lecture_25 (dragged) 2 - n j =0 a n j d j dt j y = q k =1 d...

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MA 36600 LECTURE NOTES: MONDAY, MARCH 23 3 Case #1: Real and Unequal Roots. Say for the moment that we have the characteristic polynomial Z ( r )= p ° k =1 ± r r k ² for some distinct real numbers r k . We will write the corresponding operator L [ y ] in the following form: L [ y ]= n ³ j =0 a n j d j dt j y = ´ p ° k =1 µ d dt r k · y where n = p . Clearly a fundamental set of solutions is { y 1 ,...,y p } ,where y k ( t )= e r k t . Hence the general solution is y ( t )= n ³ k =1 C k y k ( t )= p ³ k =1 C k e r k t . Case #2: Complex and Unequal Roots. Say for the moment that we have the characteristic polynomial Z ( r )= q ° k =1 ¸ ± r [ λ k + k ] ²± r [ λ k k ] ² ¹ for some distinct complex numbers r k = λ k ± k . We will write the corresponding operator L [ y ]inthe following form: L [ y ]=
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Unformatted text preview: n j =0 a n j d j dt j y = q k =1 d dt k + i k d dt k i k y where n = 2 q . Recall that Eulers Formula states that e r k t = e k t cos k t i e k t sin k t where r k = k i k . Clearly a fundamental set of solutions is { y 11 , y 21 , . . . , y 1 q , y 2 q } , where y 1 k ( t ) = e k t cos k t and y 2 k ( t ) = e k t sin k t . Hence the general solution is y ( t ) = n k =1 C k y k ( t ) = q k =1 A k e k t cos k t + B k e k t sin k t ....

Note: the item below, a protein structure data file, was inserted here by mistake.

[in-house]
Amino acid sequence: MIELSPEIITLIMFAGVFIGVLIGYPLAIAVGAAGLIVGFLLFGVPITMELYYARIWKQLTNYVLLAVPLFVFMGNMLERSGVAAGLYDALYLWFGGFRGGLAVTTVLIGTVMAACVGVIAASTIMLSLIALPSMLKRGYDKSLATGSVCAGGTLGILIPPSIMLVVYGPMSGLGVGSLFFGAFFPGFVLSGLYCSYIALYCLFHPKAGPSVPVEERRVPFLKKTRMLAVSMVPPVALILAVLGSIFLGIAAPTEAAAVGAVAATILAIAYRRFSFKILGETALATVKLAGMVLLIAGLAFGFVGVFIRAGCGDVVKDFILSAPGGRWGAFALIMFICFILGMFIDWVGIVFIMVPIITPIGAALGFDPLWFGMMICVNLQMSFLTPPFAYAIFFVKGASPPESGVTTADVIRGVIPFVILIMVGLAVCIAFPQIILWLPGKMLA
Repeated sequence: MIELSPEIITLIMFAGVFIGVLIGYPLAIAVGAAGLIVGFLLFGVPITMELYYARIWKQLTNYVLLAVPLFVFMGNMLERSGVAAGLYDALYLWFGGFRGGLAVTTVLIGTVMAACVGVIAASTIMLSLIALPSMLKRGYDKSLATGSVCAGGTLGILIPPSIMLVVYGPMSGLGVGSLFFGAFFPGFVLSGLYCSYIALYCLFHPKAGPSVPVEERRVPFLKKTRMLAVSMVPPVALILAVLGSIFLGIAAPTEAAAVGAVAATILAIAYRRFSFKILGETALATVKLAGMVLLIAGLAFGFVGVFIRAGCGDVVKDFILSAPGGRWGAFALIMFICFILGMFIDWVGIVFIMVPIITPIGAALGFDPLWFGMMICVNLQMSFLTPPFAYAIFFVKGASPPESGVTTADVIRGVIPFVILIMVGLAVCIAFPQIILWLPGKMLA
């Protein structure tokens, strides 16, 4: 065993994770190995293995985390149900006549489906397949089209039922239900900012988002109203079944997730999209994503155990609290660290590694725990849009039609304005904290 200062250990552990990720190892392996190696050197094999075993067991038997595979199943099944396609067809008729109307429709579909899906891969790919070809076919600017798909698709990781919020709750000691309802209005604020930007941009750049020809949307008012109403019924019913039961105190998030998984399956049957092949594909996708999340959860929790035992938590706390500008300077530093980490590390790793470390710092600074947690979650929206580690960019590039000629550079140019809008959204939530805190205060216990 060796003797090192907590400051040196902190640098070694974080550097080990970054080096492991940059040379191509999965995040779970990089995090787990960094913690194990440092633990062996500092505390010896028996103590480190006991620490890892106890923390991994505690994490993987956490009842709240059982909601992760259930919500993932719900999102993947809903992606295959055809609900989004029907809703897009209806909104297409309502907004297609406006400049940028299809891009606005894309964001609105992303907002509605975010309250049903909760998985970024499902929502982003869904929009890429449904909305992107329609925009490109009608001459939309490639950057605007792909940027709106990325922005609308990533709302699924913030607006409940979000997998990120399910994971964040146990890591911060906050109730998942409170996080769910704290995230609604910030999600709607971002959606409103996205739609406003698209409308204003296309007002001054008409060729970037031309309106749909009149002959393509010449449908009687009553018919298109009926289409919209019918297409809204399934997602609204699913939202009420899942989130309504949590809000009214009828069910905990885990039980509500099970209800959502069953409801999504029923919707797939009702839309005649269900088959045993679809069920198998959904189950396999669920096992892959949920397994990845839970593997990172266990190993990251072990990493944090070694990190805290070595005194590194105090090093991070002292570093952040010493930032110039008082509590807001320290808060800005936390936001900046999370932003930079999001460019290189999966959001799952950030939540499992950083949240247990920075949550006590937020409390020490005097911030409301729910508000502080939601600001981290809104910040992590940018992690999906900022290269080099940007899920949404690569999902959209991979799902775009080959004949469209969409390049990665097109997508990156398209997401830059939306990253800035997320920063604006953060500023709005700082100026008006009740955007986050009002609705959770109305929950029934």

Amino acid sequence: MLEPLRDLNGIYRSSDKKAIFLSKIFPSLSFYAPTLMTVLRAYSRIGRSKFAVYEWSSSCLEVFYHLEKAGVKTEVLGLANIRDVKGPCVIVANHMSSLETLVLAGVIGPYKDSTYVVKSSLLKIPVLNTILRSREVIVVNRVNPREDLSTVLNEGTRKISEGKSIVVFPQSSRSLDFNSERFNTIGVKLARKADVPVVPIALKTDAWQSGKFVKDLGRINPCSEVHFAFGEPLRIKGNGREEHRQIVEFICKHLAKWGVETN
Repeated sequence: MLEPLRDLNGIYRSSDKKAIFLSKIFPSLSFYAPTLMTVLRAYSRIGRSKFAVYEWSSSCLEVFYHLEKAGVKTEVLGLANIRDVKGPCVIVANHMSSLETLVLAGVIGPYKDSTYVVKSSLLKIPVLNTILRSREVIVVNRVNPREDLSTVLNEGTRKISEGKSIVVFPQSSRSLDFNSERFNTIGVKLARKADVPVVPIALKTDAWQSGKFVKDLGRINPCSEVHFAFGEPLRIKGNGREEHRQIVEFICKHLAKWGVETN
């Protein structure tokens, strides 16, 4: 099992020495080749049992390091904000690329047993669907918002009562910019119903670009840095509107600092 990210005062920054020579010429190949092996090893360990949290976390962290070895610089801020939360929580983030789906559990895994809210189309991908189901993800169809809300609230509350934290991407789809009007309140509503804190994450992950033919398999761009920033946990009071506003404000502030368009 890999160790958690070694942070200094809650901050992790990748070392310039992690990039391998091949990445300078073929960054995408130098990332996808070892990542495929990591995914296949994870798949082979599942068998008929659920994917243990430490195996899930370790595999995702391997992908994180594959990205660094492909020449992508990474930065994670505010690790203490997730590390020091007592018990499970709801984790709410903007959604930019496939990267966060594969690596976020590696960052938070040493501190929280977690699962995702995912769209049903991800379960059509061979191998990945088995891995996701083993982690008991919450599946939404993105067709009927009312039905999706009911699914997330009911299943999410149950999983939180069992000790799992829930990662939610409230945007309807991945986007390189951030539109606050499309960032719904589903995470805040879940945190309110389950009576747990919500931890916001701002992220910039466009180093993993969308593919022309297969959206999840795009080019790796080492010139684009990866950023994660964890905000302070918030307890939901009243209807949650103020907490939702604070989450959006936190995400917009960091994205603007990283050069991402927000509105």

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This note was uploaded on 11/30/2011 for the course MATH 366 taught by Professor Edraygoins during the Spring '09 term at Purdue University-West Lafayette.

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